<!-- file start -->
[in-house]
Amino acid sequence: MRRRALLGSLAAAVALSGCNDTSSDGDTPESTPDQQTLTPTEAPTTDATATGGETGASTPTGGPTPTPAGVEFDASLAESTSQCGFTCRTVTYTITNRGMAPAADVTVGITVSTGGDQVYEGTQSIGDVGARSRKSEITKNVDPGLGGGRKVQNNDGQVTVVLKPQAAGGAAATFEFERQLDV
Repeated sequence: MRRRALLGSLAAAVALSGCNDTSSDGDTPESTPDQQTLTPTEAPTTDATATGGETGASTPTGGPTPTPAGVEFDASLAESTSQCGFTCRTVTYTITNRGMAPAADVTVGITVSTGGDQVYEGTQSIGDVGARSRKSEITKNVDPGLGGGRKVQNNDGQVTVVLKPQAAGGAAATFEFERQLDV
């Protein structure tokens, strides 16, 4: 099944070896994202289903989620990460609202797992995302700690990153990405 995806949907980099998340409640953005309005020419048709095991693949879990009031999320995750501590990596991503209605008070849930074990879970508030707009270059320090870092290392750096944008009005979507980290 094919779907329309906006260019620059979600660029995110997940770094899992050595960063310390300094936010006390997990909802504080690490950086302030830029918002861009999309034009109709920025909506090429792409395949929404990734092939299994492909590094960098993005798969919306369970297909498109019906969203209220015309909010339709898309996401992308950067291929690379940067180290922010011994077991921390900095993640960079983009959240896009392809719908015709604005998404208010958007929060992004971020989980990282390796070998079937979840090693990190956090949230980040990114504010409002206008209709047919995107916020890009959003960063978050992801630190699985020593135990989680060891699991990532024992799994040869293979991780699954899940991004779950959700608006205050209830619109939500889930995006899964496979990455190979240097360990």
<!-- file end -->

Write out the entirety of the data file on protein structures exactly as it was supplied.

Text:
[in-house]
Amino acid sequence: MRRRALLGSLAAAVALSGCNDTSSDGDTPESTPDQQTLTPTEAPTTDATATGGETGASTPTGGPTPTPAGVEFDASLAESTSQCGFTCRTVTYTITNRGMAPAADVTVGITVSTGGDQVYEGTQSIGDVGARSRKSEITKNVDPGLGGGRKVQNNDGQVTVVLKPQAAGGAAATFEFERQLDV
Repeated sequence: MRRRALLGSLAAAVALSGCNDTSSDGDTPESTPDQQTLTPTEAPTTDATATGGETGASTPTGGPTPTPAGVEFDASLAESTSQCGFTCRTVTYTITNRGMAPAADVTVGITVSTGGDQVYEGTQSIGDVGARSRKSEITKNVDPGLGGGRKVQNNDGQVTVVLKPQAAGGAAATFEFERQLDV
């Protein structure tokens, strides 16, 4: 099944070896994202289903989620990460609202797992995302700690990153990405 995806949907980099998340409640953005309005020419048709095991693949879990009031999320995750501590990596991503209605008070849930074990879970508030707009270059320090870092290392750096944008009005979507980290 094919779907329309906006260019620059979600660029995110997940770094899992050595960063310390300094936010006390997990909802504080690490950086302030830029918002861009999309034009109709920025909506090429792409395949929404990734092939299994492909590094960098993005798969919306369970297909498109019906969203209220015309909010339709898309996401992308950067291929690379940067180290922010011994077991921390900095993640960079983009959240896009392809719908015709604005998404208010958007929060992004971020989980990282390796070998079937979840090693990190956090949230980040990114504010409002206008209709047919995107916020890009959003960063978050992801630190699985020593135990989680060891699991990532024992799994040869293979991780699954899940991004779950959700608006205050209830619109939500889930995006899964496979990455190979240097360990």